At present even as I am healing, I am definitely feeling better emotionally, knowing I have done everything that needed to be done. Looks and outward beauty aside, my feelings from within continue to say, ‘Picture abhi baaki hai, mere dost!’ Where the whole world is constantly worried that your time is running out, the other way of looking at it is that your time has not come yet. The idea that the world moves at a certain pace does not mean that you are left behind. It just means that your journey is on a different path. You cannot be chasing others to find that destination, you have to make your journey happen at your own pace.


Those close to me were very upset when my relationship with Rohman Shawl ended. When we try to hold on to something that no longer helps us grow, then we must have the courage to walk away from it and know that does not mean you are lost. It just means that the love of your life has not found you yet. I am not in my 20s. I am wise enough to know that it is not good for either person in the relationship to continue something that is not conducive for their growth. I was not shattered because it was not an overnight decision. It was a long time coming.


Throughout my career I have had so many firsts. I was one of the first from the film industry to enter the OTT space. I was one of the first mainstream actresses to agree to do an item song way back in the day when it was harakiri to do that. And because of the many firsts, you are bound to get tremendous criticism at different stages. If you manage to do it gracefully and successfully, then you also get applause and credits of epic proportions. The problem is, a lot of us give up at the stage of rejection, or for the fear of rejection. But if you really hold on to that fear long enough, it turns to courage. In my early years, I had always been pretty fearless in terms of following my heart. And that may not always work for everyone.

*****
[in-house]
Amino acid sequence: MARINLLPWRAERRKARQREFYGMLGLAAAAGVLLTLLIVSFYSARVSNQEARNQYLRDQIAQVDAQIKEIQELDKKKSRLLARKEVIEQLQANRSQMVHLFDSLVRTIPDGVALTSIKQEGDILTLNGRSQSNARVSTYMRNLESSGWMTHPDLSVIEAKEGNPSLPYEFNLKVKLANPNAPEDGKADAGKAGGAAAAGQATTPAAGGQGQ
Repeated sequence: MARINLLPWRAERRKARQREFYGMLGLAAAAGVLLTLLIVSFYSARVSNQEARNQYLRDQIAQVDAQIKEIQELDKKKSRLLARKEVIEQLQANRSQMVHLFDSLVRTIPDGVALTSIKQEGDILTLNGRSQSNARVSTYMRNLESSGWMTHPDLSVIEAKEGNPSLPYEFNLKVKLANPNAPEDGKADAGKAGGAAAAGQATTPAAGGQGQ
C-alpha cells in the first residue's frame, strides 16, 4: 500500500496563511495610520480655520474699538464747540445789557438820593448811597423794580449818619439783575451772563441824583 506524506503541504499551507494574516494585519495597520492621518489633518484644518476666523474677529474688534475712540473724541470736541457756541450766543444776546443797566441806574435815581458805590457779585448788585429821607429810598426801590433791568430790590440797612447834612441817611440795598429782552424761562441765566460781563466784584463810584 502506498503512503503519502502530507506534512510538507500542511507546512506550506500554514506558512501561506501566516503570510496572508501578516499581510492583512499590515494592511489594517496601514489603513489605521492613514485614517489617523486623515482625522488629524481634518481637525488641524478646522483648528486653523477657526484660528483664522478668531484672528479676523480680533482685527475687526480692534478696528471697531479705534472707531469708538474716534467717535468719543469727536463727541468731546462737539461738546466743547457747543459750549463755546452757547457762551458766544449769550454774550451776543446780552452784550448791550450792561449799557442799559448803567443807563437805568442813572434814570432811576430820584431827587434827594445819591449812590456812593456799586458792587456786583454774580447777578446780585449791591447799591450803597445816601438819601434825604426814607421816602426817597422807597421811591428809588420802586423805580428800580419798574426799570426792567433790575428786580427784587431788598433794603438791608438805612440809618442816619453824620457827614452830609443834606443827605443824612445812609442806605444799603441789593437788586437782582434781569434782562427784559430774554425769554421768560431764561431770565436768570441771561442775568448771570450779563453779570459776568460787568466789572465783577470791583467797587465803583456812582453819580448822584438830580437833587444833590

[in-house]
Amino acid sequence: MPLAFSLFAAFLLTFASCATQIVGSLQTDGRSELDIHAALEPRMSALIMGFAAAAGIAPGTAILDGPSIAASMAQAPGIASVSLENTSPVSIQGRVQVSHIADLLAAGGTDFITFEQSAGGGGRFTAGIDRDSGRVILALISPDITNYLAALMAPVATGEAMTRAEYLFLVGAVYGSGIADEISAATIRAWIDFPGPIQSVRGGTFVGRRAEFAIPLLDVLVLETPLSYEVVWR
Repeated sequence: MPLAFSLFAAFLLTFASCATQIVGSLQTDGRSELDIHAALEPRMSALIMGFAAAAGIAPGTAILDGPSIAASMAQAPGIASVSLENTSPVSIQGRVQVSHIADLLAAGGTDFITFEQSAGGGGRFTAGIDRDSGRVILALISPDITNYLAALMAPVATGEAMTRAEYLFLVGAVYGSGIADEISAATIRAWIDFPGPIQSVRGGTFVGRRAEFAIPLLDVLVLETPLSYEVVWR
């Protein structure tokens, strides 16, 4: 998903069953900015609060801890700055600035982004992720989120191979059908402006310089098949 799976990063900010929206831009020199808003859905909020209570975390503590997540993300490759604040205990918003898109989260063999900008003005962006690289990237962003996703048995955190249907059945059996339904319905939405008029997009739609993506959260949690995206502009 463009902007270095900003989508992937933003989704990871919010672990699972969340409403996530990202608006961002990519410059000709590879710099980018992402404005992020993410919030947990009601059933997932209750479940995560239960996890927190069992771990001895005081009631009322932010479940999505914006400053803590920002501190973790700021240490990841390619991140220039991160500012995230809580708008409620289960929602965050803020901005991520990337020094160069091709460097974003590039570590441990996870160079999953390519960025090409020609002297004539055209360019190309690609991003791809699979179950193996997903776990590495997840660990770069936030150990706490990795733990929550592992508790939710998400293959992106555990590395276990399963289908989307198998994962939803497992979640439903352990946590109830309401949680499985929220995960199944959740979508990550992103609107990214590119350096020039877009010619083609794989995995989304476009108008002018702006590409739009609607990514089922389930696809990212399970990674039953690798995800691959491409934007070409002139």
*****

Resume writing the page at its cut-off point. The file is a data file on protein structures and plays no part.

My business managers and those who represented me all had a problem with my choice of films and the people I worked with; they all felt I took too many risks. There was tremendous criticism because I was not the traditional Indian film heroine, vulnerable and soft-spoken. I was extremely direct. I had an agreement that said I would work for 8 to 10 hours a day, and that I would come and leave on time. So, I was the definition of a difficult actor, because I was asking for things that were ok from a man, but not from a woman. It may not always have served me well. A lot of people from my industry believe that if I had only played my cards differently, things would have been different. But that is not true because given another opportunity I would still be me. This would be exactly how I would do things.

So, it is wonderful that I have another go at it. And this time around, I am working with people and with critics who accept me the way I am, which has taken me 26 years. But it has been worth it.


Make sure you have holding power. Today, it is a very competitive space, which, unfortunately, is also all about instant gratification. You will get sucked into a system that will chew you and throw you out fast. So, for longevity, you will have to have holding power. You will have to take it slow and not be in a hurry to get anywhere. But if you are in a hurry, your screen age—when you see an actor in multiple films and not necessarily your actual biological age—starts to scream at you. Very few people with screen age can survive. So, the ideal scenario is to not overfeed. If you are in every commercial, on TV, in movies and on OTT, it is overconsumption. Do not allow screen age and visibility to become too much. Find your balance. That balance is different for everyone.

I do not have a PR mechanism, out of choice; for me, an entourage gets in the way of direct equations. Be good at what you do to be able to dictate terms. But yes, you can dictate terms. I personally believe that not only can you survive, but you would thrive longer without the entire PR machinery.


Love is the most misunderstood concept. I think that it is important to recognise at least now that love is an action. It is not a theory or a feeling. I love my children. But if I were to just say that and not put food on the table, is it love at all?

As told to Pooja Biraia Jaiswal